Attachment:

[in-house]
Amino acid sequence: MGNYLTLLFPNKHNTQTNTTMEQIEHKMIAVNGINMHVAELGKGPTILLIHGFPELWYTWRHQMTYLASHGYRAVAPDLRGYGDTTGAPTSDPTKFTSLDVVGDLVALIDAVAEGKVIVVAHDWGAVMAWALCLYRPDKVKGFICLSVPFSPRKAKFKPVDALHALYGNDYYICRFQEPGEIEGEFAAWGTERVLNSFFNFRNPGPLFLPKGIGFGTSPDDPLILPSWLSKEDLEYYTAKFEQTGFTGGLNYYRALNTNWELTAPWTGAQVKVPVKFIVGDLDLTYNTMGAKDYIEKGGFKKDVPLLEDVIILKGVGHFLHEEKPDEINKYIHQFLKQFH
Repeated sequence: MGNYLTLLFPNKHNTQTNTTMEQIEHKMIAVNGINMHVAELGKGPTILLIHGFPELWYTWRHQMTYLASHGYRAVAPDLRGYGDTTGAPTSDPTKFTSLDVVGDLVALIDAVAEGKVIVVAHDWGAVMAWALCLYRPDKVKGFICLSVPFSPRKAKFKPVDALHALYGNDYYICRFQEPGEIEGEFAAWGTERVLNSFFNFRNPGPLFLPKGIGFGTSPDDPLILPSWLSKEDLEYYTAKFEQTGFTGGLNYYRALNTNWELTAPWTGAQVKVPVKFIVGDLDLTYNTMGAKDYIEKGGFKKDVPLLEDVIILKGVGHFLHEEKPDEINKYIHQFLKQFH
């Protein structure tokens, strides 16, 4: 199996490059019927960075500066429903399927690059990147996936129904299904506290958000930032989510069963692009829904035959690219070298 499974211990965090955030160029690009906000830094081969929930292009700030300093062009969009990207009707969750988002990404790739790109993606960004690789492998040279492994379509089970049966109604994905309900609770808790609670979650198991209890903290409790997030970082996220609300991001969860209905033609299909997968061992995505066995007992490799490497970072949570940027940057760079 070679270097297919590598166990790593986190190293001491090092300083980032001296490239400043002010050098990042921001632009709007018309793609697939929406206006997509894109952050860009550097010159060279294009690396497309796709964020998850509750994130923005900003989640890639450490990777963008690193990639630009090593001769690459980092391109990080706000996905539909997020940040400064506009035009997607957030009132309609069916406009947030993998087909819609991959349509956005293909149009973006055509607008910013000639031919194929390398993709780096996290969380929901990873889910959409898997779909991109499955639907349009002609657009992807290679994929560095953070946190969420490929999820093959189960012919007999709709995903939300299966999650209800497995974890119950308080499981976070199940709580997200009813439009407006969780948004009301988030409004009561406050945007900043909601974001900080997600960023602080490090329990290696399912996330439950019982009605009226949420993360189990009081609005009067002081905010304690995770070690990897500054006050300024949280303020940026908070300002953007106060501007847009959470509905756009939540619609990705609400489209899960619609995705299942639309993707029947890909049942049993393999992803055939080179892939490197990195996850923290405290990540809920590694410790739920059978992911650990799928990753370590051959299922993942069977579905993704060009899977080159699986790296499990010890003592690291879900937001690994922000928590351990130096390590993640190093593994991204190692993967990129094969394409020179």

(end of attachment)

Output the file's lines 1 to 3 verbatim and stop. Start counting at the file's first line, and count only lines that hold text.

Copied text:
[in-house]
Amino acid sequence: MGNYLTLLFPNKHNTQTNTTMEQIEHKMIAVNGINMHVAELGKGPTILLIHGFPELWYTWRHQMTYLASHGYRAVAPDLRGYGDTTGAPTSDPTKFTSLDVVGDLVALIDAVAEGKVIVVAHDWGAVMAWALCLYRPDKVKGFICLSVPFSPRKAKFKPVDALHALYGNDYYICRFQEPGEIEGEFAAWGTERVLNSFFNFRNPGPLFLPKGIGFGTSPDDPLILPSWLSKEDLEYYTAKFEQTGFTGGLNYYRALNTNWELTAPWTGAQVKVPVKFIVGDLDLTYNTMGAKDYIEKGGFKKDVPLLEDVIILKGVGHFLHEEKPDEINKYIHQFLKQFH
Repeated sequence: MGNYLTLLFPNKHNTQTNTTMEQIEHKMIAVNGINMHVAELGKGPTILLIHGFPELWYTWRHQMTYLASHGYRAVAPDLRGYGDTTGAPTSDPTKFTSLDVVGDLVALIDAVAEGKVIVVAHDWGAVMAWALCLYRPDKVKGFICLSVPFSPRKAKFKPVDALHALYGNDYYICRFQEPGEIEGEFAAWGTERVLNSFFNFRNPGPLFLPKGIGFGTSPDDPLILPSWLSKEDLEYYTAKFEQTGFTGGLNYYRALNTNWELTAPWTGAQVKVPVKFIVGDLDLTYNTMGAKDYIEKGGFKKDVPLLEDVIILKGVGHFLHEEKPDEINKYIHQFLKQFH